My physio came round this morning for my weekly checkup. Generally I can tell how the appointment is going to go before it even begins, predominantly because I inflict my self-diagnoses on them and they are so polite they usually go along with it. It was fairly normal in most respects; we gossiped far too much and then managed to steer the conversation towards lungs and their antics, but my opinion that “yes I am great thanks doing really well” slightly varied from hers. As she (quite rightly) pointed out my lungs are still bubbling and crackling a fair bit more than usual, in fact quite significantly so. I must have subconsciously chosen not to notice this and instead have been focusing on how much better I feel now I am not full of head cold. My comprehensive and substantial defense was “but I feel fine” and after a quick consult with the doctor we decided to wait and see how things are after the weekend. Still I am feeling nice and perky, and it’s so reassuring that the hospital are keeping such a close eye on me, not to mention the therapeutic benefits of a good catch-up and gossip, so all in all a very positive checkup I feel.

I am currently terribly over excited, not because of a big money win/new extravagant purchase or anything else others would find mildly thrilling, but because it looks like the oxygen situation might be about to improve. I have had one or two people mention to me the possibility of using liquid oxygen. These are apparently not only much smaller cylinders, but last much longer than the big gas ones I currently get. This afternoon I spoke to a nice lady at the Oxygen company who explained more about this liquid oxygen and agreed that I should qualify due to how much O2 I need (they seem to be quite strict as to who can have it as they have limited equipment at present). Apparently one of these liquid O2 cylinders could last up to 10 hours on a 2litre flow rate. Not only that but you keep a big tank in your house and then refill the cylinder as required.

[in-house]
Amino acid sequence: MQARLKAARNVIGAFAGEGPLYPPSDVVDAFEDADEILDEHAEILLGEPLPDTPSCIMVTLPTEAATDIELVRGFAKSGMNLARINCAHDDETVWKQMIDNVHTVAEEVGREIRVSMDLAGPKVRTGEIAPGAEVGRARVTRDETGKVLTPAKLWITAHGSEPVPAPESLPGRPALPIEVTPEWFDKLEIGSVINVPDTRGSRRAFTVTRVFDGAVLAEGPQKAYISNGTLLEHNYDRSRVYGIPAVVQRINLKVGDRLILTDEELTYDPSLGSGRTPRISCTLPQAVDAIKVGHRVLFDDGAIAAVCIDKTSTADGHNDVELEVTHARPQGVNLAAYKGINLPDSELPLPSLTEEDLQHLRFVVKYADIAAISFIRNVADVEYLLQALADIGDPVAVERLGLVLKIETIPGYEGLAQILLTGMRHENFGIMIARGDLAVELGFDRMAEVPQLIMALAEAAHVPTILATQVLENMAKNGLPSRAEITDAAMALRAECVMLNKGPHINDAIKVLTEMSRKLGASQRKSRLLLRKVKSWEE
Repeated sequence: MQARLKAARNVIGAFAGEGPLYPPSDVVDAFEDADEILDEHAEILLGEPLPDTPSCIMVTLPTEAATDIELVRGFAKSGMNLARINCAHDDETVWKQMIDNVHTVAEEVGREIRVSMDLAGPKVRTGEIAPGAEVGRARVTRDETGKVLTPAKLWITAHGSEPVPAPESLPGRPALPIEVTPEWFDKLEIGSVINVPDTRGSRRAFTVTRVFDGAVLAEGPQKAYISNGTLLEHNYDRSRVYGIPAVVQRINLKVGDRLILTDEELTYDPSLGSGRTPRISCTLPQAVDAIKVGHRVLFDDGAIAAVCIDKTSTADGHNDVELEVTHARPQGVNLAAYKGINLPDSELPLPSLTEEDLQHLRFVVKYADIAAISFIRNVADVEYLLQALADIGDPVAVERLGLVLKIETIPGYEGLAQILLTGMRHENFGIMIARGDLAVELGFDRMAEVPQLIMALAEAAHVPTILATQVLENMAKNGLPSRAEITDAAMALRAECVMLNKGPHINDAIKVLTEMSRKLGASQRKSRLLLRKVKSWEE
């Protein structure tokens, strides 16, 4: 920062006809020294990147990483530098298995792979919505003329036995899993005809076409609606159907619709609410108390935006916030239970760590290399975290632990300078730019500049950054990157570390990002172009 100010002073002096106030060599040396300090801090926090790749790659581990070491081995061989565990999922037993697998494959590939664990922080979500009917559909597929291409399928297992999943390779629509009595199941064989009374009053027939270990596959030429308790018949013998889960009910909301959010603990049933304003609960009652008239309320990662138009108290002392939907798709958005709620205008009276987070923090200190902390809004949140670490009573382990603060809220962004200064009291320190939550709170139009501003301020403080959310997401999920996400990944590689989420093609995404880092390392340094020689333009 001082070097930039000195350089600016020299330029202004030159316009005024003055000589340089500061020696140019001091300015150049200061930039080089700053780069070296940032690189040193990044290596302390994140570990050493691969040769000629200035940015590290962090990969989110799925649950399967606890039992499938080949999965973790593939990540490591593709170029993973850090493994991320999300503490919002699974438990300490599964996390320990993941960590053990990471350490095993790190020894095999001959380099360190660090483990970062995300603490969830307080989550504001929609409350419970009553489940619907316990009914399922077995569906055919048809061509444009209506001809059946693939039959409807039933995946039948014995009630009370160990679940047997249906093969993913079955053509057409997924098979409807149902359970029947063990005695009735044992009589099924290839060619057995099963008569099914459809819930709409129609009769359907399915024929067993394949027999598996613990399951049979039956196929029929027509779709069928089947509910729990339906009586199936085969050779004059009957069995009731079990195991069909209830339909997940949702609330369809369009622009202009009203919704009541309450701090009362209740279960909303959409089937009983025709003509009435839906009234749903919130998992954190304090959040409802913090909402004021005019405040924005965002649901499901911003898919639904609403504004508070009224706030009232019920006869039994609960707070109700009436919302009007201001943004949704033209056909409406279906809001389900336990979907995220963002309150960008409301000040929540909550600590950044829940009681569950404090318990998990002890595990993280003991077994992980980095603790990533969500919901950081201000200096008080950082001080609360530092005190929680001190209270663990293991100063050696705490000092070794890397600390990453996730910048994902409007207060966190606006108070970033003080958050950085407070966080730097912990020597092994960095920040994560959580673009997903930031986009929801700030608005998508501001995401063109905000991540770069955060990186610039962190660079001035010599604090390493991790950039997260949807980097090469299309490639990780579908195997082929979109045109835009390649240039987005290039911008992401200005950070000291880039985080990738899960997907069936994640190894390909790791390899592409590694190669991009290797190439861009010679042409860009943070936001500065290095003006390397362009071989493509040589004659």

At present, I have to use the cylinders as sparsely as possible to make them last, so I use them in the car to travel to somewhere like my parents house, then plug in my concentrator when we get there. The NHS are strangely unable to provide me with a team of men to accompany me wherever I go, carrying my equipment around for me, so A gets me settled then goes to and fro unloading and setting up everything. Having the freedom of being able to leave the house, a source of electricity and my concentrator for even 5 consecutive hours is just too exciting to contemplate and makes me scrunch my toes up with glee. My friend (who will hopefully start using it soon too) and I were chatting eagerly about the prospect of it when it occurred to me how that we may be the only people in the whole of Britain who have today had their days been made by oxygen.

Good god my bank balance is going to regret this.

Monday, November 13, 2006

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The troublemaker herself - Claire my O2 Concentrator.

My cold - having temporarily moved location to my chest causing my lungs to gurgle merrily - is most definitely in its last stages, so feeling rather perky having fought it off with huge amounts of nebulisers, steam inhalation, physio and rest.

On Saturday night, Claire (my oxygen concentrator) - like a naughty child who has not had enough attention – decided to start playing up. The first signs of naughtiness materialized when A went to turn her up to 4litres for my mask, and she stubbornly stuck at 2litres, refusing to budge no matter how far he turned the dial. We rang the O2 company straight away, but decided to wait until the morning to call an engineer out. A few hours later I woke up rather breathless; apparently disgruntled by us not taking her misbehaviours seriously, Claire had decided to stop the O2 flow all together, although had slyly continued to rumble away in the pretence that she was still generating oxygen, and more worryingly the alarm had not gone off.